That's my point. Consequently, I have long argued that an external nudge is needed, to the commission. This nudge can come from the president, the White House in general, Congress, or perhaps the crypto community in general.
Susan Friedman (16:16):
I think to your point, it will be interesting to see how this shakes out in 2022 could well be the year of Congress in terms of having hearings, having debate on some of the proposals that have been on the table. Moving outside of the U.S., are there any jurisdictions that you think have gotten the framework right or are moving in a way that you think is positive that the U.S. might want to look to as we consider how to regulate crypto assets domestically?
Yuliya Guseva (16:43):
Oh, that's an interesting question. regulation in other jurisdictions is also very fluid and countries are migrating from one mode of regulation to another. let's take Singapore, for example, one of the major financial markets. What they did was originally they started with some kind of process payer policy where they had, almost, this free market approach to crypto. Later on, they introduced a new payment services license specifically for crypto.
And the market hailed it as an important achievement as a rule which is tailored to crypto firms and FinTech firms. However, Singapore has not been very generous in granting those payment licenses. So, things are changing and approaches with regulators are changing from one year to another. That's a good example, I think. Another example is the European Union. the European Union is currently working on a general FinTech strategy or digital asset strategy, they started this work back in 2020. And in particular a part of that package, is MiCA or, the regulation which was focused specifically on markets in crypto assets.
it is now being negotiated,within the European parliament. And, we will have MiCA, on the books pretty soon I think. the EU in the sense is kind of ahead of the curve at least of the United States, in developing a comprehensive, framework for regulating crypto. other jurisdictions are also interested in terms of, they're changing, but not too changing bearing approaches. A good example is the UK. The UK, classifies crypto assets, or breaks them down into three subcategories.
And interestingly enough, a lot of crypto assets are considered unregulated, in the UK, which is not the part of the European Union any longer. So, the UK has been consistent in informing consumers that some crypto assets are unregulated, that consumers should be vigilant and there are significant risks associated with investing in crypto.
And at the same time, the UK has enabled this experimental approach in crypto innovation. So I think, those three jurisdictions are very interesting. And the United States may also join their ranks, given the executive order, which was signed by president Biden two weeks ago.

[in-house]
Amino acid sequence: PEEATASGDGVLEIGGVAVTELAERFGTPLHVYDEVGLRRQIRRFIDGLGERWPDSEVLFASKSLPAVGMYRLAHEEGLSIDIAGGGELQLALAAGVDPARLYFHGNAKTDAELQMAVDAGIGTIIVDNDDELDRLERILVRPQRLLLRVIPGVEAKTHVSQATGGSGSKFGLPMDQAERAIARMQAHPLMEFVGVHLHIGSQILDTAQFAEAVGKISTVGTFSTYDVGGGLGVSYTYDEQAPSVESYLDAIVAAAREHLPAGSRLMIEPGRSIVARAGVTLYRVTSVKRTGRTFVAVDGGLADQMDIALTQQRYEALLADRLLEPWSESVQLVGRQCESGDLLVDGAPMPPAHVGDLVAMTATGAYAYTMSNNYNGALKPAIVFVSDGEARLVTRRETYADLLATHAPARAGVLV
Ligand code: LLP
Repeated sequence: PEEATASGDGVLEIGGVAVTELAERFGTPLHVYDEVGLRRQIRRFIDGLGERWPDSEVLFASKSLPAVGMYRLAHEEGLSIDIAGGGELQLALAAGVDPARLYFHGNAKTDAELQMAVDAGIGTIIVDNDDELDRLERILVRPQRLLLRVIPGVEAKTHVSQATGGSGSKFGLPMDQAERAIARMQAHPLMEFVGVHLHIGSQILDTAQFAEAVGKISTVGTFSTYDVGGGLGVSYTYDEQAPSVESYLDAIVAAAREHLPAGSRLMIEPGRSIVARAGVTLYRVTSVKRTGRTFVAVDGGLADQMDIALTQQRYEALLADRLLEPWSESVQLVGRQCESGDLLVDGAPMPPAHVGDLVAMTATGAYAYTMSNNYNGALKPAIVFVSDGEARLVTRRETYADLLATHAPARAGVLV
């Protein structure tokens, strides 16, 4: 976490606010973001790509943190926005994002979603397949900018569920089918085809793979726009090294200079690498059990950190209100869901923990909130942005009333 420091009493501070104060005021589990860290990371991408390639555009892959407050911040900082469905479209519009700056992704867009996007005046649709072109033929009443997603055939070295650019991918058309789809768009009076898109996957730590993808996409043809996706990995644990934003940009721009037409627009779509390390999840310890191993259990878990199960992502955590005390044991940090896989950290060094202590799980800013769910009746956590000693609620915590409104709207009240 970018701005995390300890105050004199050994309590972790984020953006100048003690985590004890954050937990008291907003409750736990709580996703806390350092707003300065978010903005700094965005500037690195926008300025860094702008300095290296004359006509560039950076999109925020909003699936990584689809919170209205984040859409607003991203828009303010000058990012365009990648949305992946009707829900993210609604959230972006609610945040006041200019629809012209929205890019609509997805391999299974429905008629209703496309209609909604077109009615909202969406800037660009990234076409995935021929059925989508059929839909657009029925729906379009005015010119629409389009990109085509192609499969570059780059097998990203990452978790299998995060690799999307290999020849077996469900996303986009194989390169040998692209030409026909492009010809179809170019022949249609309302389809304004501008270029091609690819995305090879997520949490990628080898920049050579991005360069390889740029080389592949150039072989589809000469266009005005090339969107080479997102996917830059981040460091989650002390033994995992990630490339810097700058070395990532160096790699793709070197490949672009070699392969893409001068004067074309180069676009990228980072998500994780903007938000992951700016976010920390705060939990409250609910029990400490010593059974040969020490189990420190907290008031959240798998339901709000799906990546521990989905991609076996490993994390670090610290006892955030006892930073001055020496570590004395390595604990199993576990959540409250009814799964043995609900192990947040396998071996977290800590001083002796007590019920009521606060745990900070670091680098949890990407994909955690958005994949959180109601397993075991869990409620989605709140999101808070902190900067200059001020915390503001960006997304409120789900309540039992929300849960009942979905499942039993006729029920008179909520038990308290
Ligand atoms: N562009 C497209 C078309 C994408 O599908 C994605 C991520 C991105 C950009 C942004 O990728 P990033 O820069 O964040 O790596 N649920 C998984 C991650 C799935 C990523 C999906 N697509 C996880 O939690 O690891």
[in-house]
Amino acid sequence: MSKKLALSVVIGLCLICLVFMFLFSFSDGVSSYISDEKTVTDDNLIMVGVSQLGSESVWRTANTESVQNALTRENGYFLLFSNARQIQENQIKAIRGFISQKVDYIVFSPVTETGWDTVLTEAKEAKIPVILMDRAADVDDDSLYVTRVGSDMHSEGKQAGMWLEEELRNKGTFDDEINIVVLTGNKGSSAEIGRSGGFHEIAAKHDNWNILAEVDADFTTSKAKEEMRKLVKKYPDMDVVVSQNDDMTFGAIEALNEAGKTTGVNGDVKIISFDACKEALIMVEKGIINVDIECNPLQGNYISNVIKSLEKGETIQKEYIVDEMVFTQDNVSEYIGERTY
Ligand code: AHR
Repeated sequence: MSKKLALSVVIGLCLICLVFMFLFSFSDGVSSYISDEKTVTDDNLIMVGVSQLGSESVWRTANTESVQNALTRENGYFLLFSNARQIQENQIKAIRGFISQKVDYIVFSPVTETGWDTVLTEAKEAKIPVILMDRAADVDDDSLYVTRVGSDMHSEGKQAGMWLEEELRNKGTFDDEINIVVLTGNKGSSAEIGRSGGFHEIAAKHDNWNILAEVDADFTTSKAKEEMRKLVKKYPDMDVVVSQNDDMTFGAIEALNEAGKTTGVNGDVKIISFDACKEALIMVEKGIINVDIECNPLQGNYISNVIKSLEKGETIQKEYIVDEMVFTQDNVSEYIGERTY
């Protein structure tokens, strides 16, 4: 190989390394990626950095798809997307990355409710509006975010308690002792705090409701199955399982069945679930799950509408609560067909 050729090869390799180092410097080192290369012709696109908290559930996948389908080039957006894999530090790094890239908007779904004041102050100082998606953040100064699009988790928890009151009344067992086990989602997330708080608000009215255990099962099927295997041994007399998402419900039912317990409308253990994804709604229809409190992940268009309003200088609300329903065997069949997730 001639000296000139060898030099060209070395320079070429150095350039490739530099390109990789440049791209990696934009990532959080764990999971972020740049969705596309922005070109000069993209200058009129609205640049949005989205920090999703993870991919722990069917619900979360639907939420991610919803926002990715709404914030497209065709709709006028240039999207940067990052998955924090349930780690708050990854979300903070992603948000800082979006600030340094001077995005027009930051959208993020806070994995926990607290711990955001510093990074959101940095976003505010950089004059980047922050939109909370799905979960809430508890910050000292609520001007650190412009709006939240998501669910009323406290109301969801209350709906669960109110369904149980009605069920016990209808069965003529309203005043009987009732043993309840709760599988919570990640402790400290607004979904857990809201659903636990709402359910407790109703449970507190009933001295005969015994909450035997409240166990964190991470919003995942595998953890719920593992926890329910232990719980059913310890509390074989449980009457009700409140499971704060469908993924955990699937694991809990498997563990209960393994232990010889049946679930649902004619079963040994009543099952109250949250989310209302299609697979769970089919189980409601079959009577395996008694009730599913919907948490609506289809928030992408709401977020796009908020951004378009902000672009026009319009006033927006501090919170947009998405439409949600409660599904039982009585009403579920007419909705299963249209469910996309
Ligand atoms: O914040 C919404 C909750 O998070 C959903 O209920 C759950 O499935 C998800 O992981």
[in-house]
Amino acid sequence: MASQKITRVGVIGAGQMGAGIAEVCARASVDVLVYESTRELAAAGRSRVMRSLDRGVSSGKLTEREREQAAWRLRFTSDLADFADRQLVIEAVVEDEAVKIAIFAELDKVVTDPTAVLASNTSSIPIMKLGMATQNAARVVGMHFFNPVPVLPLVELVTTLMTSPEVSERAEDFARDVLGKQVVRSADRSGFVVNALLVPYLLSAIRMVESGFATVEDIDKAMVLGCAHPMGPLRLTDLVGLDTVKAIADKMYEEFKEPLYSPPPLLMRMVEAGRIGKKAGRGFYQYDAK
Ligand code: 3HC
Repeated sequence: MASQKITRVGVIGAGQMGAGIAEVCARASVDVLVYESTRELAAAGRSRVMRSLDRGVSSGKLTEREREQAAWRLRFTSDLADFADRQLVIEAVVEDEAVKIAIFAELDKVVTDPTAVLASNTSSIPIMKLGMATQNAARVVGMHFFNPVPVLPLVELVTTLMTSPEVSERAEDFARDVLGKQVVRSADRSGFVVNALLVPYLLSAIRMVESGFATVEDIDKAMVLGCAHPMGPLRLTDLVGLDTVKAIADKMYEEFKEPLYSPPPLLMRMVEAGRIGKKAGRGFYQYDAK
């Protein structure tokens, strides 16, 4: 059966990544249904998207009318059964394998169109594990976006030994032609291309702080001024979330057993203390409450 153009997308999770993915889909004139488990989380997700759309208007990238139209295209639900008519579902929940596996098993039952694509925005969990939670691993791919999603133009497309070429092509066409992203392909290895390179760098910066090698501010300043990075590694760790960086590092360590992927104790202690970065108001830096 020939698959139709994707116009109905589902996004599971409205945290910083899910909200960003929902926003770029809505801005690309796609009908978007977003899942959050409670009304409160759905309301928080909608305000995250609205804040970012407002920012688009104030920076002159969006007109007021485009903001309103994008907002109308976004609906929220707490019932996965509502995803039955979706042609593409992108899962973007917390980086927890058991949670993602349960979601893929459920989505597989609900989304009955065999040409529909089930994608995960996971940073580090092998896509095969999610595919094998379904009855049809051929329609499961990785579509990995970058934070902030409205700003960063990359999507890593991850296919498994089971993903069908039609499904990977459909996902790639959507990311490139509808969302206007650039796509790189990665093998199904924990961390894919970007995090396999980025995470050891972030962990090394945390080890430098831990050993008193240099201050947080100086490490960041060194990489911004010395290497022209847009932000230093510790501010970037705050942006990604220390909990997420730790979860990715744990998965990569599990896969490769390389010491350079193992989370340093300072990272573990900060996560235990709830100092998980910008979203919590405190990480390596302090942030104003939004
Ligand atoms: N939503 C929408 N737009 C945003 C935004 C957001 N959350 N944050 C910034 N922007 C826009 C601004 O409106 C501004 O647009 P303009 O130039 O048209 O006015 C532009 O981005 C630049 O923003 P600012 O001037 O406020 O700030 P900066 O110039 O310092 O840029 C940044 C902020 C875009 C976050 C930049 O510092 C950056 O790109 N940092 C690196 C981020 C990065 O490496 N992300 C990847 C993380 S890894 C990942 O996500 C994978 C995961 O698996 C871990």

Susan Friedman (19:12):
We are going to come back to the executive order shortly. We are going to move away from regulation briefly just to talk a little bit about your academic work. you recently published crypto enforcement around the world with Rutgers Law School professor Douglas Eakeley. I'd love to hear a little bit more about this article and the results of the international enforcement survey that you conducted and performed a detailed analysis of.
Yuliya Guseva (19:37):
Technically I've already published several works, including two articles, which followed on the heels of the publication that you've mentioned. And, all of them lead to one simple conclusion. We need a regulatory or statutory reform in crypto. It is just a must at this point.
So I call those papers, a tetralogy because there are four studies at the moment. And in one article, SEC digital assets and game theory, I looked at the inconsistencies in the SEC's enforcement strategy. To be more formal, more academic dynamic inconsistencies in a game strategy of one of the players may undermine productive cooperation between the players.
Put differently, entrepreneurs and market participants need to trust the regulator, the SEC. Particularly when the regulator invites market participants to come and talk to them and the SEC has done so on multiple occasions. However, penalties and various approaches to enforcement theory, they're not consistent and predictable, which may undermine this, let's call it a cooperated equilibrium, or the propensity to cooperate,with the SEC.
So enforcement may become an unsuitable tool for regulation and markets sometimes do not understand how to work with the regulator. And I think this is what we have, between the SEC and the crypto market at this point. And when this happens, entrepreneurs could seek perfunctory compliance in order to simply shield themselves, from possible enforcement, or they can avoid U.S. markets altogether.
And this is clearly detrimental to U.S. capital markets and to U.S. investors in the long run. And this is actually what I've demonstrated in the second article, which is called the Leviathon of securities law in crypto, or when the means undermine the ends.